Mr Nicholson: We are not running
a Ukrainian tractor factorythat is true.
Mr Williams: This is not the allusion
that I am trying to get at.
Mr Nicholson: No, and I would
not want to give the impression in any way that I was, but there
are two or three things that we can do. First, we can ensure that
we have proper business processes in the system; and secondly,
we need to ensure that the organisations have the capacity to
respond. Those are quite important things for us to do, but we
should not get carried away with the idea that there are certain
leversthere is certainly no lever in my office connected
to some hapless nurse on ward.
Q188 Mr Williams: You are not a Ukrainian
factory controlleryou are sitting in Moscow pulling levers
and expecting things to happen, but the lever is not connected
to anything. Let us take this ambivalence to a different level.
Is it not also a fact, administratively and operationally, that
there is ambivalence in the key units within the health service?
Some years ago, we were asking Sir Alan Langlandswho was
a very good witness and for whom we had great admirationabout
controlling this vast empire and he told us, "Well, I have
about 600 accountable officers". I am told by the NAO that
the precise figure is now 567 accountable officers, but they are
an illusion, are they not? How does their power, as accountable
officers, compare with your power as an accounting officer? They
have the responsibility, but do they have the power to go with
Mr Nicholson: They certainly have
the power to manage their own organisations. They are all part
of statutory boards that have the kind of statutory responsibilities
that we have. They all manage incredibly complex organisations,
many of the costs of which are driven by clinicians treating patients.
Q189 Mr Williams: But that is a value
judgment. I hope that Sir John does not mind my quoting his reply
to a note that I passed to him. I asked about the accountable
officers and he said, "Well, they don't cut the ice in the
way the accounting officer in other departments does." That
is the reality, is it not?
Mr Nicholson: I do not think that
I quite understand that point.
Q190 Mr Williams: When I probed the
issue a bit further, the Comptroller and Auditor General made
the point in a second note that the accountable officers do not
have the same authority as the permanent secretary and that they
lack that status when compared with the clinicians. Is it not
a fact that there is a struggle down at the operational level?
Those who want the resources actually have more status than the
people are trying to control those resources.
Mr Nicholson: What is true is
that you get the best results where clinicians and managers work
closely together. That is absolutely true and I have seen from
my own experience, when I was responsible for Doncaster royal
infirmary for 10 years, that that is exactly what happens. That
was exactly the position that we were in, working very closely
with clinicians. If you are set in opposition to clinicians, things
become very difficult and a trial of strength. It was true up
to about four or five years ago that the mean reason chief executives
were fired was because they fell out with their doctors. That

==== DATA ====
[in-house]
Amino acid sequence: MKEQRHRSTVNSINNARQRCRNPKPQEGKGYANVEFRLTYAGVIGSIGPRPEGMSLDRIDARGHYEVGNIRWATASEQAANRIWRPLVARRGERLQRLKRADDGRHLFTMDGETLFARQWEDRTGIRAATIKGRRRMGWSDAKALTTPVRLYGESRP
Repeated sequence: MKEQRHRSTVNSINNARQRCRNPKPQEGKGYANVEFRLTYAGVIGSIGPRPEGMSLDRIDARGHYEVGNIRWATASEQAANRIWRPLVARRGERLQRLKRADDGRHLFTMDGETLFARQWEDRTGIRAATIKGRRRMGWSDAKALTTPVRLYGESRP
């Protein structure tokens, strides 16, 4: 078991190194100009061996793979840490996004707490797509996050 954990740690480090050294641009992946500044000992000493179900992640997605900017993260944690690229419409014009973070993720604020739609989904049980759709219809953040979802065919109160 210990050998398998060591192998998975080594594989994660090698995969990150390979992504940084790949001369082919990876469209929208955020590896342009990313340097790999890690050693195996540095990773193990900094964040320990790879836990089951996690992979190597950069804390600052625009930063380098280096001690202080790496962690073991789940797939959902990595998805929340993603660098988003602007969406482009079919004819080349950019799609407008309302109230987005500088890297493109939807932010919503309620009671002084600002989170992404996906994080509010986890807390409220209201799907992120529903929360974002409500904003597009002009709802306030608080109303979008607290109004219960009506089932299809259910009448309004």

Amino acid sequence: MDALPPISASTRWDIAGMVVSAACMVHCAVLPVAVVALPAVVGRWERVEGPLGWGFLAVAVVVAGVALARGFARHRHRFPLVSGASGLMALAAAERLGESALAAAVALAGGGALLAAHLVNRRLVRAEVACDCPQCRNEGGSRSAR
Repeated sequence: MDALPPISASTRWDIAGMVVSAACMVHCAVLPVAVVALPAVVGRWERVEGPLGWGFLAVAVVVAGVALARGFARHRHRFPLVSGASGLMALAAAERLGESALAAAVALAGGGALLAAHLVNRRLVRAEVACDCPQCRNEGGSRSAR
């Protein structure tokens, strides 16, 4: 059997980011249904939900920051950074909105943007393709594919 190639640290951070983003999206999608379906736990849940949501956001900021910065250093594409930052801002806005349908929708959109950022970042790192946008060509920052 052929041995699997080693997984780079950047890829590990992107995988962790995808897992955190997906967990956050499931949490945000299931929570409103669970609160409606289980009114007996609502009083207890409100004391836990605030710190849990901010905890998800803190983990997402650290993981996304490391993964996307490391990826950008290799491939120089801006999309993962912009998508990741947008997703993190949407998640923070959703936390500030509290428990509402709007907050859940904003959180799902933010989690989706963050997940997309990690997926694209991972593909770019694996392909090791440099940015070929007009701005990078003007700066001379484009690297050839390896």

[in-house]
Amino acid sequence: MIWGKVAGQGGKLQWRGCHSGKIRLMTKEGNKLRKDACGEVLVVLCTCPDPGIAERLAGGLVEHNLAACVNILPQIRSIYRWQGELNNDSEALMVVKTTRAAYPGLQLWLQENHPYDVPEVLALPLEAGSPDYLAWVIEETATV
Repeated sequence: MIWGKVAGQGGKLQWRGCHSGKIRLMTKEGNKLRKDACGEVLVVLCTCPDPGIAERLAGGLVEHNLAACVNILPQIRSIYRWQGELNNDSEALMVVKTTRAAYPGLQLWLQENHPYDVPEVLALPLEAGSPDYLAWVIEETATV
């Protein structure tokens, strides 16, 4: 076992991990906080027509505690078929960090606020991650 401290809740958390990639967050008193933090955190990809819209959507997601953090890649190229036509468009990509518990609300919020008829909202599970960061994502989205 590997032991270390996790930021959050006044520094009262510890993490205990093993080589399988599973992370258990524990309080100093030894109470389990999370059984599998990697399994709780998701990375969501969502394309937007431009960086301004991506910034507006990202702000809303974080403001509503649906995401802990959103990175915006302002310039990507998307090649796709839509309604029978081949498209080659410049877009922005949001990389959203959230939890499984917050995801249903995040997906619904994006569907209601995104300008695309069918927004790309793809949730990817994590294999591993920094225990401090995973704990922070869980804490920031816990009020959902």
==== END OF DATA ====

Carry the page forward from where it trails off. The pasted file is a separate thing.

is not the case now, but it was.
Q191 Mr Williams: I know of an example
of precisely that. The administrator was in the right, as it happened
in this particular instance, as I recollect. We have had reference
to creative accounting at a local level, but is that not a way
of covering up this tension and incompatibility with the wishes
of service suppliers and the need for control by the man or woman
in charge of the finances?
Mr Nicholson: I cannot accept
that there is lots of creative accounting going on in the system.
Perhaps I can give you an example of the sort of thing that I
think that you are talking about. It could be that a particular
hospital has a deficit and that, historically, a deficit was dealt
with by the region or the strategic health authority, or whoever
it was in those days, shifting resources to it to enable it to
cover that up so it could say that it was in balance. That was
often done on the basis that it had a year to sort its problems
out. Typically, those problems did not get sorted out, because
the really tough decisions about the way in which clinical practice
is developed, including the number of day cases, the number of
beds that a particular clinician would require for his or her
work, and the perioperative length of stayall those thingsare
difficult to deliver. One thing about the transparency that we
have now is that it is impossible to avoid making those big decisions.
That is the crux of the matter at the moment. We need to be absolutely
resolute to ensure that we make those difficult decisions and
Q192 Mr Williams: We are told in
the report that 70% to 80% of the bodies with a deficit, knowing
that they are in deficit, are not implementing their recovery
programmes; they are definitely implementing the programme that
exists. Are you saying that this is entirely down to the accounting
officer, who will therefore be held accountable for failure at
the end of the financial year?
Mr Nicholson: They are accountable
for delivering their savings programmes. That is their job; that
is what they are paid to do.
Q193 Mr Williams: But how is it,
since their job is on the line, that they cannot ensure that,
in 70% to 80% of the cases where a recovery programme has had